And the insecurity and suffering of French Jewry? It’s called blowback. Chalmers Johnson’s 2000 book of that name(1) was received by a former G.W. Bush Administration official with the claim “Blowback reads like a comic book.” That was before 9/11. Immediate overseas interest was, post 9/11, joined by domestic interest which (according to Johnson) involved the book being reprinted seven times in less than two months and becoming something of an underground bestseller.
The ‘underground’ characterization may indicate why no subsequent US Administration has learned its lesson – has anybody in authority read it? The fate of all Cassandras, it appears. Chalmers Johnson was an authentic Conservative (as opposed to the abuse of that label in the long-standing farcical American political lexicon), with a long professional and scholarly record. Dying in 2010, he (fortunately) has intellectual descendants but who (unfortunately) continue to be accorded comparable marginalization.
And the Economy?
One might add belatedly a third impediment to the security of French Jewry. It is to be found in France’s faltering economy without a helmsman. Fog-headed President Hollande, pig-headed Prime Minister Valls and cynical bankster and Economy Minister Macron, further pressured by the unaccountable technocracy of Brussels, are undermining working conditions and social security while having no plans for job generation whatsoever. This plan of inaction, coupled with increasing police surveillance and repression, provides a favorable nursery for the racaille element (vide then Interior Minister Sarkozy) in the banlieues to be lured by the seductions of crackpot imams (as well as those of the French intelligence services seeking patsies).
Who is Rightfully French?
The propaganda is coming thick and fast that the ‘Muslims’ (i.e. migrants from North Africa and their descendants) are undermining the cultural unity, secularism, etc. of France. Can they really be considered part of what ‘we’ understand to be France? (Ditto the Roma, but nobody – especially successive Interior Ministers – cares about them.)
In the late 19th Century, during the height of the Dreyfus affair, the old regime and its literary beacons were delirious in declaiming ‘outsiders’ as destroying the true French identity and France itself. Jules Lemaître summed up the prevailing consensus – three minorities, active, are overwhelming the quiescent majority of the country in pursuit of their devious aims. And they were? Jews, Protestants and freemasons.(2) Fast forward to the current age. North Africans (Muslims) are the new Jews.
Spokespersons of the National Front, headed by leader Marine le Pen, are prominent in the charge. More ‘respectable’ centres publically deride the National Front as extremist while echoing its platform. Islamophobia is acceptable fare in the mainstream media.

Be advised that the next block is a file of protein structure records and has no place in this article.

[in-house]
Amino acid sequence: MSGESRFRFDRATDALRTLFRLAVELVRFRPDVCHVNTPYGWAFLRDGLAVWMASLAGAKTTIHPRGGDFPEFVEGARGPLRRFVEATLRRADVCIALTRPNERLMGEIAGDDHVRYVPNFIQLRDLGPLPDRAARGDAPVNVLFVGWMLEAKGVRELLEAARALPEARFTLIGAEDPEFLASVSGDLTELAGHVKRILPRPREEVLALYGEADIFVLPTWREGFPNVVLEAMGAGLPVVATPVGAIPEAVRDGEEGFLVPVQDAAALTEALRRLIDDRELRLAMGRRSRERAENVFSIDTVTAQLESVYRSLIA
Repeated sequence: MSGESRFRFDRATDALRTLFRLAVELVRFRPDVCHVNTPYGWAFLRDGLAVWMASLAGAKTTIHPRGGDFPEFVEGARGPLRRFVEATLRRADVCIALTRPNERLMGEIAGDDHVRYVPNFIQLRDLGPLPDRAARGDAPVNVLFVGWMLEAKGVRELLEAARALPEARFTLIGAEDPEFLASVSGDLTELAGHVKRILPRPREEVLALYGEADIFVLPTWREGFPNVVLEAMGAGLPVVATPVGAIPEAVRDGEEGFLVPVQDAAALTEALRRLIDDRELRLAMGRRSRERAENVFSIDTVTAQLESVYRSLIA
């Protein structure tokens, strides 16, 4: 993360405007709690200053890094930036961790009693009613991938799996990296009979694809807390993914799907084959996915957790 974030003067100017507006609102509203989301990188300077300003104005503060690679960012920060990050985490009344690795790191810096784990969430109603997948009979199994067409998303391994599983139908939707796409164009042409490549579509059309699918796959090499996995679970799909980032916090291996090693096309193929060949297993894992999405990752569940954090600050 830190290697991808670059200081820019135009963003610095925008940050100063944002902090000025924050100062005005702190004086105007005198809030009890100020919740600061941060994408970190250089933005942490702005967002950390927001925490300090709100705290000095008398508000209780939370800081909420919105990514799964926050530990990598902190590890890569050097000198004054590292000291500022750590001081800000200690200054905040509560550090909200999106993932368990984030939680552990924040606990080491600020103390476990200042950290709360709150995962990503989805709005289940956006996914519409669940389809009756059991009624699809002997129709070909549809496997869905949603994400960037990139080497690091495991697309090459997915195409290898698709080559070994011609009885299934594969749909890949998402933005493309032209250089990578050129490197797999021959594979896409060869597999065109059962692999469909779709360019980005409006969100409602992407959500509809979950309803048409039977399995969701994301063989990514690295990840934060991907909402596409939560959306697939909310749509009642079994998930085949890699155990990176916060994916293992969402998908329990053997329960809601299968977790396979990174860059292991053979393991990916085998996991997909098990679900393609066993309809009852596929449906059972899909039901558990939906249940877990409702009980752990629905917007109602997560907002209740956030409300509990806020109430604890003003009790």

Michel Houllebecq’s new book, Soumission, has the Mussies taking over the Republic in 2022. It’s fiction, of course, but so is the likelihood of the plot becoming reality. But the book will have the culturati buzzing on the theme for some time.
Caroline Fourest is a media star. If not an Islamophobe herself, she managers to keep the flame burning brightly. Fourest was a staffer at Charlie Hebdo when the decision was made to reproduce the controversial Danish cartoons. A recent vignette in the London Review of Books has Fourest successfully sued by a woman claiming slander for Fourest’s account of her being physically attacked for her appearance.
Pascal Boniface devotes a chapter to Fourest in his 2011 Les Intellectuels Faussaires; the chapter is sub-titled ‘serial-liar’. Boniface notes that Fourest’s media presence is understandable, given her attributes – amongst which: young, feminist, excellent debater with conviction and pugnacious. Claims Boniface, there is a more important reason for her media stardom.
“She moves to become a passionate champion [pasionaria] of the struggle against Islam, according to her an existential threat to our liberties. This is a combat that she leads well in the name of laicity, and defense of the rights of women and of sexual minorities. At the same time, she goes to mount another related combat: the struggle against anti-Semitism, Jews and Israel being also threatened by Islam.
“A woman, young, laic, of the left, who, without defending overtly Sharon and Bush, reacts violently to those who attack them in presenting [the critics] as being ‘useful idiots’ in the service of Islam …”
There is also a contingent of the Islamophobia media galaxy who are Jewish. Representative is literary giant Alain Finkielkraut, and self-styled Renaissance man Bernard-Henri Lévy. Lévy traverses the globe as a self-appointed government emissary (single-handedly bringing down Gaddafi), effectively serving Israel’s interests. (Note Lebrecht’s curious kudos to these two personages, above, in his recent Telegraph article.)
This is the cultural and political milieu in which France’s population of North African origin find themselves. I wouldn’t call this a ‘state of moral confusion’. I’d call it a state of moral decay. It’s not too far removed from the moral decay that fostered Jewry as outsiders in a previous era, with catastrophic consequences.
If French Jewry wants to recover its security and maintain its Frenchness (as well as its Jewishness) it needs to look for the root causes of its current problems. And they aren’t to be found in the banlieues.
Evan Jones is a retired political economist from the University of Sydney. He can be reached at:firstname.lastname@example.org
1. Chalmers Johnson, Blowback: the Costs and Consequences of American Empire, Time Warner, 2000.
2. Michel Winock, Le siècle des intellectuels, Seuil, 1997.